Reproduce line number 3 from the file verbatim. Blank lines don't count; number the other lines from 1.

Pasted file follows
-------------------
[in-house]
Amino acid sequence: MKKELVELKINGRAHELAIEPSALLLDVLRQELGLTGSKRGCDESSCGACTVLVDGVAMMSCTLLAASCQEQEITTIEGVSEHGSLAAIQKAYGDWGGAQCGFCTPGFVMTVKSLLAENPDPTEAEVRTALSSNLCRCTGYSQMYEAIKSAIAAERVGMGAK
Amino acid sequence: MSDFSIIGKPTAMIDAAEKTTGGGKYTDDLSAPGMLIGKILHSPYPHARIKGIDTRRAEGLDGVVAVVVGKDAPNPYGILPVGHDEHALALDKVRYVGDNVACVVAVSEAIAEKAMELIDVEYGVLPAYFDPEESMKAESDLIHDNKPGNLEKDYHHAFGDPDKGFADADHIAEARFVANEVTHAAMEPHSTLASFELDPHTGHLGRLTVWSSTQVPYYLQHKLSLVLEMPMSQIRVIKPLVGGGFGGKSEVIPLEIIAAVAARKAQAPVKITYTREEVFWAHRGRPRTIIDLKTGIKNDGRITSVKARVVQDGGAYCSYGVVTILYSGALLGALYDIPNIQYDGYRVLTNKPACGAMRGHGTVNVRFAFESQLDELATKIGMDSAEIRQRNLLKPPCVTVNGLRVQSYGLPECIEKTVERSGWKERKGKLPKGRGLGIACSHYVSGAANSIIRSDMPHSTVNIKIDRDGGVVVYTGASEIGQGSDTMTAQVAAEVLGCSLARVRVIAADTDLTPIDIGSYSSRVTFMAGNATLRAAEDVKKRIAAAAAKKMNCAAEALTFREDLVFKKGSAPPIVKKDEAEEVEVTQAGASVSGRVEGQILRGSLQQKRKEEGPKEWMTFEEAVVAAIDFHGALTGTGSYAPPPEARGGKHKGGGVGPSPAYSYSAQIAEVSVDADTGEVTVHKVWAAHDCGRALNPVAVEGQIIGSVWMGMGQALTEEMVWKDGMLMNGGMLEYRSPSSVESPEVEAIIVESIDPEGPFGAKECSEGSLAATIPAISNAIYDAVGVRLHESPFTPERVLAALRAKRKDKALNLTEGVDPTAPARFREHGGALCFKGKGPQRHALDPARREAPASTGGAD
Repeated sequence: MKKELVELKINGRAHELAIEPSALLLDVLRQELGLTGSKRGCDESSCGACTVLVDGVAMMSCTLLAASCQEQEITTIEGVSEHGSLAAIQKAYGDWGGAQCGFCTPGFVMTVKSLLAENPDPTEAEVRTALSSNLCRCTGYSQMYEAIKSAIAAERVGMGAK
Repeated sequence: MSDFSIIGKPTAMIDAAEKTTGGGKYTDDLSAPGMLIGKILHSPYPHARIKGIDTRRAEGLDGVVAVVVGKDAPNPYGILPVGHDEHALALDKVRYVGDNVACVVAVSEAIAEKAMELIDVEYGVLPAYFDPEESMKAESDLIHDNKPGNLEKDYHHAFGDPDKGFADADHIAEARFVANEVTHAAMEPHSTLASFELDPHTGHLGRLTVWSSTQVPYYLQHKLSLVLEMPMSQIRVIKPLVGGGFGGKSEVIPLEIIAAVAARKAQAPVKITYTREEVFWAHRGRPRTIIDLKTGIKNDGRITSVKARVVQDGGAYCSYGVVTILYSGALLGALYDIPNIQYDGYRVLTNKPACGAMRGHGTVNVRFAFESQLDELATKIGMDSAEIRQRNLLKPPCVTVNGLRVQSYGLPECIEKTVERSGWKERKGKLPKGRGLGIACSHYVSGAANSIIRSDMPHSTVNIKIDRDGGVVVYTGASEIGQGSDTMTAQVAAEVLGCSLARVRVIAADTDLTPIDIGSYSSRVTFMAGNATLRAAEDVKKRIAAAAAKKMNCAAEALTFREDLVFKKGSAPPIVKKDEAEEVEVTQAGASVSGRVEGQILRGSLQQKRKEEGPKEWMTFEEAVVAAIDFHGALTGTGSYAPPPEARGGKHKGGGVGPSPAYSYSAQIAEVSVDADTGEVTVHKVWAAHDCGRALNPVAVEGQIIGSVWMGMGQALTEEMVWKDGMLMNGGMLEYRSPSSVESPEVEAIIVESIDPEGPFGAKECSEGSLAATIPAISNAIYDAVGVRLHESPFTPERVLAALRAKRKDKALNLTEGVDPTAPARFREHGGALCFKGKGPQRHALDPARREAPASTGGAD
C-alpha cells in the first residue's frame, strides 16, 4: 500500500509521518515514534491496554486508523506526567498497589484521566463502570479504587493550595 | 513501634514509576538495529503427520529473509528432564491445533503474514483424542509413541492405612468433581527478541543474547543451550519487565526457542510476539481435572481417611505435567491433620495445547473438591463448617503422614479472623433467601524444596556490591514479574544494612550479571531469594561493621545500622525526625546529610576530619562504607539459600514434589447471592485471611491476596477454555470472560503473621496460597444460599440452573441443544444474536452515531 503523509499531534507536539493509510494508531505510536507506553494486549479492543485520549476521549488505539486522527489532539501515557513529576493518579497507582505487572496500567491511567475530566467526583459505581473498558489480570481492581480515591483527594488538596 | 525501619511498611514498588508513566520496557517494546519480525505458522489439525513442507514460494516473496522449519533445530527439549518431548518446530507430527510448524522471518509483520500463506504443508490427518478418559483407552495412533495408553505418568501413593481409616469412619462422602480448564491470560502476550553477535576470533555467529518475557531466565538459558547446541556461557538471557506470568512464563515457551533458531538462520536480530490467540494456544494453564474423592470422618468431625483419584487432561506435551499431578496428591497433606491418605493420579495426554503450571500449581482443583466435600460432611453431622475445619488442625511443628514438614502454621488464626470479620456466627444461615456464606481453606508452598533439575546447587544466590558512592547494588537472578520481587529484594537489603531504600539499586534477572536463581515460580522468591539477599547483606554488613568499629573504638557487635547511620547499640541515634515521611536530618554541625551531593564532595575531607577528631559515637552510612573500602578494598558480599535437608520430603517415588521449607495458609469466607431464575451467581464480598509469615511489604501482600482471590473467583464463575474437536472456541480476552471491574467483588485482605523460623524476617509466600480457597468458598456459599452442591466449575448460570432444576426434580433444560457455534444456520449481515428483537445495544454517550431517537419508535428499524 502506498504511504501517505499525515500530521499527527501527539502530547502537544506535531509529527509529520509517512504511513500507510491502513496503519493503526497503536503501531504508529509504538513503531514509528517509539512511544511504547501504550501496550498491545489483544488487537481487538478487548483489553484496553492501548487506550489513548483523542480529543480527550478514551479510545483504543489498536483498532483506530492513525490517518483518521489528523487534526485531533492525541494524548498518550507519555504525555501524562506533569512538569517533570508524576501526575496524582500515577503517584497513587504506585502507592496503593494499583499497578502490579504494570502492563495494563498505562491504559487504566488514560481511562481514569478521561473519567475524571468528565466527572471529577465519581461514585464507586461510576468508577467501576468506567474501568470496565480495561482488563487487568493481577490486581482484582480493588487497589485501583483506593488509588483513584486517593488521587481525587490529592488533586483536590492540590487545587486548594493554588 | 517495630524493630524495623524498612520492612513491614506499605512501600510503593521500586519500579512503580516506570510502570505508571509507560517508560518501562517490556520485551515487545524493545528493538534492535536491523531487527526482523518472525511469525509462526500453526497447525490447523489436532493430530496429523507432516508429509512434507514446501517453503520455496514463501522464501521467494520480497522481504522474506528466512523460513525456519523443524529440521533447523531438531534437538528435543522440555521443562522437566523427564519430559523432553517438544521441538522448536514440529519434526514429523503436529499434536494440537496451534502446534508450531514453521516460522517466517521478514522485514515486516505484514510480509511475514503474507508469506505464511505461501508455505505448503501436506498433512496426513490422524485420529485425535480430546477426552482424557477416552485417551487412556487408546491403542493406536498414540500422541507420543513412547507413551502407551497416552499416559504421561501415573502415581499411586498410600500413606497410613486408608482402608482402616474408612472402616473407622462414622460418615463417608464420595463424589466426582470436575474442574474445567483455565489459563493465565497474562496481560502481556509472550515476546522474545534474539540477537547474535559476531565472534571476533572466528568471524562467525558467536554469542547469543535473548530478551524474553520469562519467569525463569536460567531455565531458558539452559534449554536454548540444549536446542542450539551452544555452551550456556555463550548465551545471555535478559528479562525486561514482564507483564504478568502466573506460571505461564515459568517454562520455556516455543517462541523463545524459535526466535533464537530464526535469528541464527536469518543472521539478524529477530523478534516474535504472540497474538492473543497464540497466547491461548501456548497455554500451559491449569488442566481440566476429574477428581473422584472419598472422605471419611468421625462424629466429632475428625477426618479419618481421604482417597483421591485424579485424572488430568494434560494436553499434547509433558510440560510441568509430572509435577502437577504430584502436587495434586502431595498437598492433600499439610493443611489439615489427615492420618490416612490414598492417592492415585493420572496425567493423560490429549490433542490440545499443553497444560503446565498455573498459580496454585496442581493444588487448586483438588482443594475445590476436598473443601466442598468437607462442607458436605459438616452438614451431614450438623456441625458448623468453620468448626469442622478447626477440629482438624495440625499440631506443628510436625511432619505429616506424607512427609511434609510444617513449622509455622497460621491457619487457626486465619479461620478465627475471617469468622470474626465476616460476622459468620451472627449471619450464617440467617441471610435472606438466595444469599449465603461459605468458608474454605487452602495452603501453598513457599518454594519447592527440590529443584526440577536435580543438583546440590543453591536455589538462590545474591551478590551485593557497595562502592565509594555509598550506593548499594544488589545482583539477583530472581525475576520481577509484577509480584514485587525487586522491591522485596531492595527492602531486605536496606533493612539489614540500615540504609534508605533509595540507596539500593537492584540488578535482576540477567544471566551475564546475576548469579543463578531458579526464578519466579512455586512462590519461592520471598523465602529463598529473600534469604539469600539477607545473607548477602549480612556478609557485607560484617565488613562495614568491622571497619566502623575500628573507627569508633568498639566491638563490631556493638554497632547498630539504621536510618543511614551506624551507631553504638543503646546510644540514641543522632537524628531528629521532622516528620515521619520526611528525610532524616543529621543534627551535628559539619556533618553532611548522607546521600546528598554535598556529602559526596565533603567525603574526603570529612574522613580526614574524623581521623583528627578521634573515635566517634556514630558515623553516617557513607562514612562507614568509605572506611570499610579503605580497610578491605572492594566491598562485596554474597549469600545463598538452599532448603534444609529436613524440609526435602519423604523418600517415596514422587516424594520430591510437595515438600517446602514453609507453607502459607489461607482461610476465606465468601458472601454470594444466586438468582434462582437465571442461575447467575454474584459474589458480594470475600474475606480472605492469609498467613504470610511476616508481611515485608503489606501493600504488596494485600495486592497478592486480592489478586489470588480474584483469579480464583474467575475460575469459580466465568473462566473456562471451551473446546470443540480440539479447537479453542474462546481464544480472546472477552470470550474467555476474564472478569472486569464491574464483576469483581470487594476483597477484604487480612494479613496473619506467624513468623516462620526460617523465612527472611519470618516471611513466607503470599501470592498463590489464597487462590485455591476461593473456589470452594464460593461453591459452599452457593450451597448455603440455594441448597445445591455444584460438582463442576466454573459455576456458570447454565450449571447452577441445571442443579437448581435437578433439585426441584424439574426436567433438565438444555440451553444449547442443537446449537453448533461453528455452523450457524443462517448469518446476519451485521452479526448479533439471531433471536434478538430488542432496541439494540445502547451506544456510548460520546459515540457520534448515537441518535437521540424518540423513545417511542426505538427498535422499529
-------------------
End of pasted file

Amino acid sequence: MSDFSIIGKPTAMIDAAEKTTGGGKYTDDLSAPGMLIGKILHSPYPHARIKGIDTRRAEGLDGVVAVVVGKDAPNPYGILPVGHDEHALALDKVRYVGDNVACVVAVSEAIAEKAMELIDVEYGVLPAYFDPEESMKAESDLIHDNKPGNLEKDYHHAFGDPDKGFADADHIAEARFVANEVTHAAMEPHSTLASFELDPHTGHLGRLTVWSSTQVPYYLQHKLSLVLEMPMSQIRVIKPLVGGGFGGKSEVIPLEIIAAVAARKAQAPVKITYTREEVFWAHRGRPRTIIDLKTGIKNDGRITSVKARVVQDGGAYCSYGVVTILYSGALLGALYDIPNIQYDGYRVLTNKPACGAMRGHGTVNVRFAFESQLDELATKIGMDSAEIRQRNLLKPPCVTVNGLRVQSYGLPECIEKTVERSGWKERKGKLPKGRGLGIACSHYVSGAANSIIRSDMPHSTVNIKIDRDGGVVVYTGASEIGQGSDTMTAQVAAEVLGCSLARVRVIAADTDLTPIDIGSYSSRVTFMAGNATLRAAEDVKKRIAAAAAKKMNCAAEALTFREDLVFKKGSAPPIVKKDEAEEVEVTQAGASVSGRVEGQILRGSLQQKRKEEGPKEWMTFEEAVVAAIDFHGALTGTGSYAPPPEARGGKHKGGGVGPSPAYSYSAQIAEVSVDADTGEVTVHKVWAAHDCGRALNPVAVEGQIIGSVWMGMGQALTEEMVWKDGMLMNGGMLEYRSPSSVESPEVEAIIVESIDPEGPFGAKECSEGSLAATIPAISNAIYDAVGVRLHESPFTPERVLAALRAKRKDKALNLTEGVDPTAPARFREHGGALCFKGKGPQRHALDPARREAPASTGGAD